Only One-Third Of Kids 12-15 Know The Difference Between Search Results And Ads

A study released from Ofcom, a watchdog in the United Kingdom, suggests Google and others are not doing enough to make sure kids understand the difference between paid search or sponsored advertisements and organic query results.

Ofcom released a study showing that 69% of kids ages 12 to 15 cannot tell the difference between a Google search ad and the organic results on a search engine query page.

The report examines the use of media use, attitudes and understanding among those ages 5 to 15, as well as detailed information about the media access and use of young children ages 3 and 4. It also analyzes how parents view their children's media use, and the ways they decide to monitor or limit use of different types of media.

It seems the world needs a few more skeptics. Only 16% of children ages 8 to 11 know whether they're seeing an ad or search query result. Children trust most things they see online too much, as 19% of young teens believe online content must be true. The younger they are, the more trusting they will be.

Fifty percent of search engine users ages 12 to 15 make some type of critical judgment about search engine results -- believing that some of the sites returned will be truthful while others may not be -- while some 19% believe that if a search engine lists information then it must be true, and 22% don’t consider the authenticity of results but just visit the sites they like the look of. This is unchanged since the study done by Ofcom in 2014.

Although sponsored ads are distinguished by an orange box with the word "Ad," or "Sponsored," only 16% of 8- to 11-year-olds and 31% of 12- to-15-year-olds who use search engines correctly identified sponsored links on Google as advertising.

When asked how many Web sites they visit weekly, 63% of 8- to-11-year-olds are more likely to only use Web sites or apps they visited in the past, compared with the 41% of 12- to-15-year-olds this year -- up from 13% and 18%, respectively, in 2014.

Not surprisingly, younger children are online more often because parents give them the devices they use to access the Internet. Four in 10 children ages 5 to 15 have a mobile phone of some kind, and one in three have a smartphone, per the study. The likelihood of owning a smartphone increases with the age of the child. The study found that 4% of 5- to-7-year-olds own a smartphone, 24% of 8- to-11-year-olds, and 69% of 12- to-15-year-olds. No children age 3 and 4 had their own mobile phone (thank goodness).

Smartphone ownership is more likely among girls than boys between the age of 8 and 11, 29% vs. 19%, respectively, although the study did not identify a difference by gender among children ages 12 to 15.

Children ages 5 to 9 are likely to own non-smartphones, but from age 10 and older the ownership of smartphones clearly outstrips the ownership of non-smartphones. The study shows that in 2014, smartphone dominance was more likely at age 11, as these children were three times more likely to own a smartphone than a non-smartphone -- at 43% vs. 13%, respectively. In 2015, children ages 10 are now more than three times more likely to own a smartphone than a non-smartphone, 30% vs. 8%, respectively.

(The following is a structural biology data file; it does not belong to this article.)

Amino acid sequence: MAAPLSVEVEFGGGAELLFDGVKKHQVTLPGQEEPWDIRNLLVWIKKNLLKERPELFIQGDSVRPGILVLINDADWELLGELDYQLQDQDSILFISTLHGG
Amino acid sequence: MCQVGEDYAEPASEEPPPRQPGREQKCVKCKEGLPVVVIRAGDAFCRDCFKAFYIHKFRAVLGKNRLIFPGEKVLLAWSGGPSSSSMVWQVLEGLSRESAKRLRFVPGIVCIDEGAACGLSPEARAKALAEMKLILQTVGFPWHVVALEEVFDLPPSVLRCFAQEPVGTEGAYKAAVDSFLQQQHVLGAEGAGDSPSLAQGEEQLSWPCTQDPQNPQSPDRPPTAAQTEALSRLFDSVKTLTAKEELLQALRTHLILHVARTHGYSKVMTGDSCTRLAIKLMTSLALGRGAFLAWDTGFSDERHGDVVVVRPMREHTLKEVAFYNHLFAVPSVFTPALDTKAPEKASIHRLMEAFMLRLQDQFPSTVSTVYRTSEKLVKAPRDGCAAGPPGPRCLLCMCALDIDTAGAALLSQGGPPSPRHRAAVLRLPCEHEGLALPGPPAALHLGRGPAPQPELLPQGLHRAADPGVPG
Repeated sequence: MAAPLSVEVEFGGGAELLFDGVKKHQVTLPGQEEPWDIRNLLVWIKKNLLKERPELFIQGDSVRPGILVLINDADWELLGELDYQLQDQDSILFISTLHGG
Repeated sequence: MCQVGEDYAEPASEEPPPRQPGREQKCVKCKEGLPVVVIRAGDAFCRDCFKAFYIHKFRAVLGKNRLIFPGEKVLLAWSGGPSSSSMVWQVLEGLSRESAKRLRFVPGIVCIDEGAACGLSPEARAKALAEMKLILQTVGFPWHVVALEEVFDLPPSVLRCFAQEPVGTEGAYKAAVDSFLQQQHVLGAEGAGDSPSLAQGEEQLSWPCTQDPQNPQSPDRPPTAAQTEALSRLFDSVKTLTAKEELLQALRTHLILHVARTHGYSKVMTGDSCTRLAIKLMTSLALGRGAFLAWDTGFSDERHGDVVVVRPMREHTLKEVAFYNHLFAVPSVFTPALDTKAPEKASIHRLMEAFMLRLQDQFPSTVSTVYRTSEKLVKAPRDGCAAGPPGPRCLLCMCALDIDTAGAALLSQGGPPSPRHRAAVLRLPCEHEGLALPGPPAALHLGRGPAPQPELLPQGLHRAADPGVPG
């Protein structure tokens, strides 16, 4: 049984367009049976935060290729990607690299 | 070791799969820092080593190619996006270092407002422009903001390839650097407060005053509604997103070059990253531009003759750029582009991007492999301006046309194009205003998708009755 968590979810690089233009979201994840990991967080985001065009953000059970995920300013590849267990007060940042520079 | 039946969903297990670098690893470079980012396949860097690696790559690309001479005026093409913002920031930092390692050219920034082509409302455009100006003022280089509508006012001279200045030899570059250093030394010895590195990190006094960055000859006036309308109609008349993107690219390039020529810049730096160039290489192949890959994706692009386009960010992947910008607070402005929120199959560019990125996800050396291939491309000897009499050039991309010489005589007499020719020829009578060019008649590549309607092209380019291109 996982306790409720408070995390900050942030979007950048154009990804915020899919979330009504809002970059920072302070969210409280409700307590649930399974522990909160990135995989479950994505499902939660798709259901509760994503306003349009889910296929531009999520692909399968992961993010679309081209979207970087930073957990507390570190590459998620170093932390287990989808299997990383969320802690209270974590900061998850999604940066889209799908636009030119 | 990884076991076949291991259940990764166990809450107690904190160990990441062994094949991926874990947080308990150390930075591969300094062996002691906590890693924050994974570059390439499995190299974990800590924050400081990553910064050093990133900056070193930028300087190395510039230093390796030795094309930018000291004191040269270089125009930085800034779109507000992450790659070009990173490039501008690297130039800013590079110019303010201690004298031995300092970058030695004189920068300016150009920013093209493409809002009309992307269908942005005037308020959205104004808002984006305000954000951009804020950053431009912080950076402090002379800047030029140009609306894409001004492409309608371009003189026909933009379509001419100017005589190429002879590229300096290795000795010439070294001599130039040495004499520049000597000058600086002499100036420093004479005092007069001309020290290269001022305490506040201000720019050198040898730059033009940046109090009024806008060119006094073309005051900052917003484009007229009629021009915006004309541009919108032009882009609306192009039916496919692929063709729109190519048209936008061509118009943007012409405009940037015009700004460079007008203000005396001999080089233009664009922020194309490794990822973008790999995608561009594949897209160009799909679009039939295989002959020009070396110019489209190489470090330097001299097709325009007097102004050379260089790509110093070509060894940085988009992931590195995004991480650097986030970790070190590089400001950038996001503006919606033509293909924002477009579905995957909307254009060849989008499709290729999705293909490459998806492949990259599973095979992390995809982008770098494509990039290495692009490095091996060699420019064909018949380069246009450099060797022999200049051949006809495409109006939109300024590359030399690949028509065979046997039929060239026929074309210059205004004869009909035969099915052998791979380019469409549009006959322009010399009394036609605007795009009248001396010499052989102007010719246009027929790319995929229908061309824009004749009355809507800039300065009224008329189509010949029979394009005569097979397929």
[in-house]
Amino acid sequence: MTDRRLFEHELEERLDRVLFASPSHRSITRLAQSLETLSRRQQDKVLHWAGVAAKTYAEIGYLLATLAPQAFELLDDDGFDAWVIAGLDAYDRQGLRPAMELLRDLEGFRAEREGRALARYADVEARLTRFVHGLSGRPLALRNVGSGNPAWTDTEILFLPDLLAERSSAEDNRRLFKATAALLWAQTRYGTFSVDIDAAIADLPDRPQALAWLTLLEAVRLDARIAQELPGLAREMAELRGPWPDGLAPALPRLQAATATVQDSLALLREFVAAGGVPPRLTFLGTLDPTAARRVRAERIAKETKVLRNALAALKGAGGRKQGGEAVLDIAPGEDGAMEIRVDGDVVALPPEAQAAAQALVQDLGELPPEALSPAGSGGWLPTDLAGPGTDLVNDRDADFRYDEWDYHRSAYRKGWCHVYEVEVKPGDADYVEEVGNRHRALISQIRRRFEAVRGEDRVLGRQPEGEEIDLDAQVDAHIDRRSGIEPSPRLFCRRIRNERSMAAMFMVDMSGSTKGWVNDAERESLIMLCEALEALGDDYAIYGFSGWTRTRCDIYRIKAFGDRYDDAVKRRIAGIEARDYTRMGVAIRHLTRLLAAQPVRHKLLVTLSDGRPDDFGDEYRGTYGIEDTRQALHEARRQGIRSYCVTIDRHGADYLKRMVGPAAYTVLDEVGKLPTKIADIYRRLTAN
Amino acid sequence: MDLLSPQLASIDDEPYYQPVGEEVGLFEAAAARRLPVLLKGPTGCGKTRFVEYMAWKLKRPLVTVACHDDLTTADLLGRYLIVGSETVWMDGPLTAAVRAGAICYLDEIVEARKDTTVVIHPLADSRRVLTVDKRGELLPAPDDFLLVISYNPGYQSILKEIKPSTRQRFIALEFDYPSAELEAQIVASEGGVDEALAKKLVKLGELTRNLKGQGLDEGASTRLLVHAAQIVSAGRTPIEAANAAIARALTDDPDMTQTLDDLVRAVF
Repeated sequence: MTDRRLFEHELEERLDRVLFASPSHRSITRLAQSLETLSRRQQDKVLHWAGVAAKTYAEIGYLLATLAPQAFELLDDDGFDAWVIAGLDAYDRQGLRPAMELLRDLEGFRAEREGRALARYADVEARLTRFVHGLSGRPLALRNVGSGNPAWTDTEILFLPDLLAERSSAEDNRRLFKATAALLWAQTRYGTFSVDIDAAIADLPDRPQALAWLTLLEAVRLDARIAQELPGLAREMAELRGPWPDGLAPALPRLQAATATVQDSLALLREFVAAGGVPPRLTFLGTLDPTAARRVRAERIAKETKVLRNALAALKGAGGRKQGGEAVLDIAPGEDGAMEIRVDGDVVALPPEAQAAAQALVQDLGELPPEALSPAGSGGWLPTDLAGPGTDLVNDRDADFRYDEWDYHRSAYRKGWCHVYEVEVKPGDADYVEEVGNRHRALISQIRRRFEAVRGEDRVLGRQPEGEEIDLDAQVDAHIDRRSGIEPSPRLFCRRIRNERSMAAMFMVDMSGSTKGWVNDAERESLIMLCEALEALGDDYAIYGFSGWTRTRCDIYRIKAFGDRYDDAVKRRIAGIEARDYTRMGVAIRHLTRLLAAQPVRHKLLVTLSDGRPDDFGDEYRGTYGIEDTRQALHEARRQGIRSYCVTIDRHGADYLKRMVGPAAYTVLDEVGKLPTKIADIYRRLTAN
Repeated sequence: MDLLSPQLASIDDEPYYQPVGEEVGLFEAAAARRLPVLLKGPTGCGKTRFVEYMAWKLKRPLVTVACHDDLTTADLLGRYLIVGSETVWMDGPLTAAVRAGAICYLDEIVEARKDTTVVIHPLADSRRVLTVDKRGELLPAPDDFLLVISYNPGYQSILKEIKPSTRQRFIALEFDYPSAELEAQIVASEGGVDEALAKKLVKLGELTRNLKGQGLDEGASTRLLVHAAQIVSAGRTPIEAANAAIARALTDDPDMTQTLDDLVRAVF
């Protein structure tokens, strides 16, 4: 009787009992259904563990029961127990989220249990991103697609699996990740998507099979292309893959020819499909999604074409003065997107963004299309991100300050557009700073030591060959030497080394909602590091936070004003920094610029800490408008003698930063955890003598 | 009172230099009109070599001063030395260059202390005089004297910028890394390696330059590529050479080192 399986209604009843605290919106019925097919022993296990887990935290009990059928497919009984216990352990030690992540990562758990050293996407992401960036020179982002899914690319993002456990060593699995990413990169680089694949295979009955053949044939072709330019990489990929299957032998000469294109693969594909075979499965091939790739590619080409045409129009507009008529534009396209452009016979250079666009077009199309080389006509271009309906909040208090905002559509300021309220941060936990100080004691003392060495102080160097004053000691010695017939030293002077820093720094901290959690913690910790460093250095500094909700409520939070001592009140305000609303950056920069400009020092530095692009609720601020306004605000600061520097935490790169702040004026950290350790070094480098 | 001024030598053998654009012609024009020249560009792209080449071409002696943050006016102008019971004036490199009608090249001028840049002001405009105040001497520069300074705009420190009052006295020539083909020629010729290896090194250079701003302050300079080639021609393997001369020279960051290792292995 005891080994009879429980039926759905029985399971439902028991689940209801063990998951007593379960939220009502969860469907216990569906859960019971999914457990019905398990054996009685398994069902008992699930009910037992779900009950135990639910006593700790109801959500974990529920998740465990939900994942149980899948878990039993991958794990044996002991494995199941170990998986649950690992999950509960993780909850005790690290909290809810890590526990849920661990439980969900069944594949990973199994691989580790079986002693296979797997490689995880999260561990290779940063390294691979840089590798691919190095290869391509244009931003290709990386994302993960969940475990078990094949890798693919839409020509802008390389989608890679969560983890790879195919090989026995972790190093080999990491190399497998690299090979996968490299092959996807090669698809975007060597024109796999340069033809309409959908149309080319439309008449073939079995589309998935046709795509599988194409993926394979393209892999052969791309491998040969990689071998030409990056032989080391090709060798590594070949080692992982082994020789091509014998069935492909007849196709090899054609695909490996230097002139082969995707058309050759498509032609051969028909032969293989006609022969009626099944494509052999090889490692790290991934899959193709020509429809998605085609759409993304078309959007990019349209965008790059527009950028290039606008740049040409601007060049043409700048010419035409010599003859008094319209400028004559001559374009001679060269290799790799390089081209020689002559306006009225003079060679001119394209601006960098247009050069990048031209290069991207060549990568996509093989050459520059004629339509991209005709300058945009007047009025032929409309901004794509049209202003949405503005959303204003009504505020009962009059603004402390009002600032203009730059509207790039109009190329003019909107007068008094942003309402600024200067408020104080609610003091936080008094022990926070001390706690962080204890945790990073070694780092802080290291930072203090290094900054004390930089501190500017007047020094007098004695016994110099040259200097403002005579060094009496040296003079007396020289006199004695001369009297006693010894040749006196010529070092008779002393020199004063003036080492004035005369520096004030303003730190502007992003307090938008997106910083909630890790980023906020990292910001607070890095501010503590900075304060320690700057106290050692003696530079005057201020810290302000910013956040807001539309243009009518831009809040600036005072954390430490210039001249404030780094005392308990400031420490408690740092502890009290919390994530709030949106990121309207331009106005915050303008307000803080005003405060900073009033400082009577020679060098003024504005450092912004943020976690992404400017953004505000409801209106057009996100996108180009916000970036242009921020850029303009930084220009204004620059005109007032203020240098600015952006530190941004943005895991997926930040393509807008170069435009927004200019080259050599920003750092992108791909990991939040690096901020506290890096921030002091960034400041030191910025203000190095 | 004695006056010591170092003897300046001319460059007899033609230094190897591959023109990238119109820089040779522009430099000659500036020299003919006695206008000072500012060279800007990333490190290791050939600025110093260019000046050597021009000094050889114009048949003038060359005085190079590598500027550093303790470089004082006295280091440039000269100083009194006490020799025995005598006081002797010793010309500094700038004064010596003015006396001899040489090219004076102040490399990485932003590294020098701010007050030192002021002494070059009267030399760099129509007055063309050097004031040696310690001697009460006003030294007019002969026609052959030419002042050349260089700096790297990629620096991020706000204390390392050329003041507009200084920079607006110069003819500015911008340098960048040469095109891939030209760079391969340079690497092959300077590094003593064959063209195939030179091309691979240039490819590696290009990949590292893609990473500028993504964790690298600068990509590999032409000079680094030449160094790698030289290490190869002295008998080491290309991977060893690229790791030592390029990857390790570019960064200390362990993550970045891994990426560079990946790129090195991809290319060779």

When it comes to watching content, the report estimates that four in 10 children ages 12 to 15 watch it on a device other than a television set. While TV sets are the most popular device for a variety of content, 36% of children ages 3 and 4 and 34% of kids ages 5 to 15 watch on devices other than a TV set, compared to 30% for 12- to 15-year-olds and 28% for 8- to-11-year-olds.



4 comments about "Only One-Third Of Kids 12-15 Know The Difference Between Search Results And Ads".
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  1. Noah Wieder from SearchBug, Inc., November 23, 2015 at 4:44 p.m.

    I have two boys ages 10 and 13; it's not that they don't know the difference beteen sponsored ads and Search Results, it's that they don't care.  If they enter a search term and see results, they click on the top one or few until they find a page with the information they are seeking.  I don't think it has anything to do with making it clear that they are ads.  They are simply indiferent to them.

  2. Laurie Sullivan from lauriesullivan, November 23, 2015 at 8:25 p.m.

    Thank you for sharing, Noah. Interesting insight. 

  3. Daniel Soschin from Speaker & Blogger, November 24, 2015 at 3:37 p.m.

    Is it on Google to differentiate, or is it on parents and teachers to educate children? We don't do enough to educate on using social media safely (look at how much oversharing occurs, and how much inappropriate content teens post). So I'm not surprised to read that children don't know the different. Heck, many adults don't know the difference either; so come to think of it, how should we expect children to learn how to surf responsibly of most adults don't know how?

  4. Jon Currie from Currie Communications, Inc., November 30, 2015 at 4:50 p.m.

    How and why would anyone expect young kids to be able to differntiate here? What is the purpose of that fact? Is this part of the "get 'em while they're young--VERY young concept?

    I own the URL (true). Because I see where this is all headed and want to be there when it happens. My logo will be a Keith Haring-like guy with a megaphone pointed at a pregnant women's belly with sound lines coming out of the funnel. If anyone steals this, I will find you and make you pay.

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